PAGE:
Consider the weapons available to you and choose the best one for the job. Don’t just stick with one loadout because you’re comfortable – each weapon and item exists for a reason. Think about creative ways you can deal with your enemies.
Send in the holograms
If you’re playing a team match that offers the Hologram available to you, you’re going to want at least one person on your team to have it. It’s not a great ability in the campaign, but in multiplayer, holograms are almost always useful and always used incorrectly.
That doesn’t mean you should just go firing up holograms in every battle you’re in. This isn’t going to save you, necessarily. Using holograms tactically — especially when your enemy doesn’t know to expect them – is actually pretty tide-turning. Send a hologram every time you’re about to enter an enemy stronghold, whenever you’re about to execute an ambush, or whenever you want to check a room for enemy activity.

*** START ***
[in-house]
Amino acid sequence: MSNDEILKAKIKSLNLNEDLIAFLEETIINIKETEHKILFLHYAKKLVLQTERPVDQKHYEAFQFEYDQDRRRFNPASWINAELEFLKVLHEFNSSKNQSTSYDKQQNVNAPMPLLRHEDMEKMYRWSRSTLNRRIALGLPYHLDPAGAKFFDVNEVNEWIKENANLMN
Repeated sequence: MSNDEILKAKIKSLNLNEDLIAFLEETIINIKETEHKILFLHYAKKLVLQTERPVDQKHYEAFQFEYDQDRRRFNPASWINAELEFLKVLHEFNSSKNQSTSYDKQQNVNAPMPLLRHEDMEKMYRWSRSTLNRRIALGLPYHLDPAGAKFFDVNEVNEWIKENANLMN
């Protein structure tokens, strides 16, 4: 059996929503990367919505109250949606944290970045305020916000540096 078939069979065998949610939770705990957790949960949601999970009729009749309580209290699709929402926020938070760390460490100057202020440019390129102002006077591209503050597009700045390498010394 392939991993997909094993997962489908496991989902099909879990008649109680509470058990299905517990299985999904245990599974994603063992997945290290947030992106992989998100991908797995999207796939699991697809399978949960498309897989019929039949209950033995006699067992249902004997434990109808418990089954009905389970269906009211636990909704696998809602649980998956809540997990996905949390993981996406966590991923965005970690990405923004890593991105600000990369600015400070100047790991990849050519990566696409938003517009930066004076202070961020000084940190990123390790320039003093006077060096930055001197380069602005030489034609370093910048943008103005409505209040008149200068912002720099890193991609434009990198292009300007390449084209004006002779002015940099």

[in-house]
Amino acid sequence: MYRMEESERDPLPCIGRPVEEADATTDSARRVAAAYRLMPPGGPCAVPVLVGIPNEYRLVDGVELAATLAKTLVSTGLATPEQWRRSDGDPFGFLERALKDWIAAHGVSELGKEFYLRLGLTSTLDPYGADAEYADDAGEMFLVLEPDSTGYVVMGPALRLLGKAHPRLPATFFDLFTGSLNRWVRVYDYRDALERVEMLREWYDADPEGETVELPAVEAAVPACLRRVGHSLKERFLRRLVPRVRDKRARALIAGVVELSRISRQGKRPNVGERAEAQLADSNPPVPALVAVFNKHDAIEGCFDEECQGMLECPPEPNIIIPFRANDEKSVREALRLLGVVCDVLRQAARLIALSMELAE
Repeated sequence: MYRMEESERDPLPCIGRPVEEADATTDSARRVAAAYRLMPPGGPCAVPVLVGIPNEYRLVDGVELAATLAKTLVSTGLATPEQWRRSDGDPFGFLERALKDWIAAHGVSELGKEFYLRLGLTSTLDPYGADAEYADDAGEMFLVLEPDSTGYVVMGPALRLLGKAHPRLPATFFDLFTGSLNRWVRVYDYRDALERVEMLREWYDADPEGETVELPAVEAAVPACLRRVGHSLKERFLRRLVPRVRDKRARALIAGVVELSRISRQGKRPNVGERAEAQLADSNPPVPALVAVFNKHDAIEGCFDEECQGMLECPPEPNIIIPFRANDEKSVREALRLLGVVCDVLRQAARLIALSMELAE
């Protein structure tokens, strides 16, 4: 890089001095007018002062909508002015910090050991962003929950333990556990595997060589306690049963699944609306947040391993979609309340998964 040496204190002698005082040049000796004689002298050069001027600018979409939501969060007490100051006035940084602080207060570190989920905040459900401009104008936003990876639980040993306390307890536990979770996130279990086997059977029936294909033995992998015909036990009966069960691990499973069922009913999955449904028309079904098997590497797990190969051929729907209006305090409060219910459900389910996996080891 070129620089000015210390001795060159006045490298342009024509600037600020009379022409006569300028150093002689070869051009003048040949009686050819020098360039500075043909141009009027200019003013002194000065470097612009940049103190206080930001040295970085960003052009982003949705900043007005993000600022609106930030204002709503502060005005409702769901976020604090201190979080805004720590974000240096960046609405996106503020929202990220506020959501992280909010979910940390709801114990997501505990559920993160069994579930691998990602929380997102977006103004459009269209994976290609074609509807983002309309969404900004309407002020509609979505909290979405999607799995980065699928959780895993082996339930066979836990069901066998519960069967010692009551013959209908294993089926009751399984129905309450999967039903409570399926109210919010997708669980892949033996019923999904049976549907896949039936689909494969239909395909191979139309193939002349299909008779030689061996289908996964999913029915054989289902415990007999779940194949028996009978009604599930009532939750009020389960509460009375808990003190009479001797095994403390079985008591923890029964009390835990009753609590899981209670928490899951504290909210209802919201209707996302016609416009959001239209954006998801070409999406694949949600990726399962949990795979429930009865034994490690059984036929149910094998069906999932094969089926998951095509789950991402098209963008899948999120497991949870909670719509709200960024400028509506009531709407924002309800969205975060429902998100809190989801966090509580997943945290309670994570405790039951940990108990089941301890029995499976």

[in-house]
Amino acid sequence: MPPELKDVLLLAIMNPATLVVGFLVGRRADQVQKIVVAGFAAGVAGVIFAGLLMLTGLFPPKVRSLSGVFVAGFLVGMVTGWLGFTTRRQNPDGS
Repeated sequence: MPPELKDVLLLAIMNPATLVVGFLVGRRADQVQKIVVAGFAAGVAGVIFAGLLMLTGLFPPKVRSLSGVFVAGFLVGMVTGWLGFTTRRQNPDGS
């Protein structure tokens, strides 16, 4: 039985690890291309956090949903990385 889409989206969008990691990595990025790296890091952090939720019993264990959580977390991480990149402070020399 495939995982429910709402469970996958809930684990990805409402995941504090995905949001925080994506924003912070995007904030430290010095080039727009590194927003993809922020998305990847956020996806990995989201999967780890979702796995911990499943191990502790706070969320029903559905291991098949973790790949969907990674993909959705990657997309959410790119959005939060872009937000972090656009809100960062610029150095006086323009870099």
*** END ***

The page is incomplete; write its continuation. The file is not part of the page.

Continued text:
The trick is not giving away the hologram before the appropriate time. As soon as a hologram gets shot, it starts to be obvious that it’s fake – so send your hologram just ahead of you, or through a different door. The key is either to 1. get enemy attention on the hologram, or 2. get the enemy to waste fire on the hologram. So try sending it just ahead or even in the group with you as your four-man team storms into a room. It looks like another target.
Whenever possible, get the enemy to fire first and miss and to give away his position and his advantage. Use the hologram to scare him into doing so.
Double up with teammates and weapons
The great thing about loadouts is that you can tailor at team to use them effectively together. Yes, you can be great as an individual, but working as a team gives you the advantage of fully dismantling your enemies with humiliating results.